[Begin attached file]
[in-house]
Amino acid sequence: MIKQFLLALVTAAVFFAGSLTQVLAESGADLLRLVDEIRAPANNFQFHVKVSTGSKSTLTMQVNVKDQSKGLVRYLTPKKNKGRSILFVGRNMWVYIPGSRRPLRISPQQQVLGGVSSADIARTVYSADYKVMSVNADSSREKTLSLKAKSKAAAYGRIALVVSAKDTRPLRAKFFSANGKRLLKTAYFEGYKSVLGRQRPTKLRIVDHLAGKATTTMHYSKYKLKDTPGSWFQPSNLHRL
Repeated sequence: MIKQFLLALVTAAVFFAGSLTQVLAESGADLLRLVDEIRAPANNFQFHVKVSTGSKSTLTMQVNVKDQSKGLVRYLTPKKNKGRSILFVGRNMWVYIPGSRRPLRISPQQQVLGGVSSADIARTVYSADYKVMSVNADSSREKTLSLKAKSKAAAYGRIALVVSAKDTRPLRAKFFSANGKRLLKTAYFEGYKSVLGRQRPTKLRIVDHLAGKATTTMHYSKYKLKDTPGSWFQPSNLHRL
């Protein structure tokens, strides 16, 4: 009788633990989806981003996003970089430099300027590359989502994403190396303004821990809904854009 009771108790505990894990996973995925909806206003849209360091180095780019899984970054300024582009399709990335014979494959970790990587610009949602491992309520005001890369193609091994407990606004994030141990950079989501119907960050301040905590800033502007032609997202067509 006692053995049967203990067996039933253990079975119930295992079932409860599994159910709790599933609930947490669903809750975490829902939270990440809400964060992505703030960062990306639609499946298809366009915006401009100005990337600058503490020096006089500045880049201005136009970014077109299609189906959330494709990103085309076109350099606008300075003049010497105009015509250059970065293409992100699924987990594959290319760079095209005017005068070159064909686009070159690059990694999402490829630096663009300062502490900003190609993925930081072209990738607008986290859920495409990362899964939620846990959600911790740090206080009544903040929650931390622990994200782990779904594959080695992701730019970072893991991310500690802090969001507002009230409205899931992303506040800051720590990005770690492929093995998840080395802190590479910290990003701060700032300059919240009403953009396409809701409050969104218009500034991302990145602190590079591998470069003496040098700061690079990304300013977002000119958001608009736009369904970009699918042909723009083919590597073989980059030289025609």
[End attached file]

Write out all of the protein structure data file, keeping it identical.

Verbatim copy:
[in-house]
Amino acid sequence: MIKQFLLALVTAAVFFAGSLTQVLAESGADLLRLVDEIRAPANNFQFHVKVSTGSKSTLTMQVNVKDQSKGLVRYLTPKKNKGRSILFVGRNMWVYIPGSRRPLRISPQQQVLGGVSSADIARTVYSADYKVMSVNADSSREKTLSLKAKSKAAAYGRIALVVSAKDTRPLRAKFFSANGKRLLKTAYFEGYKSVLGRQRPTKLRIVDHLAGKATTTMHYSKYKLKDTPGSWFQPSNLHRL
Repeated sequence: MIKQFLLALVTAAVFFAGSLTQVLAESGADLLRLVDEIRAPANNFQFHVKVSTGSKSTLTMQVNVKDQSKGLVRYLTPKKNKGRSILFVGRNMWVYIPGSRRPLRISPQQQVLGGVSSADIARTVYSADYKVMSVNADSSREKTLSLKAKSKAAAYGRIALVVSAKDTRPLRAKFFSANGKRLLKTAYFEGYKSVLGRQRPTKLRIVDHLAGKATTTMHYSKYKLKDTPGSWFQPSNLHRL
């Protein structure tokens, strides 16, 4: 009788633990989806981003996003970089430099300027590359989502994403190396303004821990809904854009 009771108790505990894990996973995925909806206003849209360091180095780019899984970054300024582009399709990335014979494959970790990587610009949602491992309520005001890369193609091994407990606004994030141990950079989501119907960050301040905590800033502007032609997202067509 006692053995049967203990067996039933253990079975119930295992079932409860599994159910709790599933609930947490669903809750975490829902939270990440809400964060992505703030960062990306639609499946298809366009915006401009100005990337600058503490020096006089500045880049201005136009970014077109299609189906959330494709990103085309076109350099606008300075003049010497105009015509250059970065293409992100699924987990594959290319760079095209005017005068070159064909686009070159690059990694999402490829630096663009300062502490900003190609993925930081072209990738607008986290859920495409990362899964939620846990959600911790740090206080009544903040929650931390622990994200782990779904594959080695992701730019970072893991991310500690802090969001507002009230409205899931992303506040800051720590990005770690492929093995998840080395802190590479910290990003701060700032300059919240009403953009396409809701409050969104218009500034991302990145602190590079591998470069003496040098700061690079990304300013977002000119958001608009736009369904970009699918042909723009083919590597073989980059030289025609």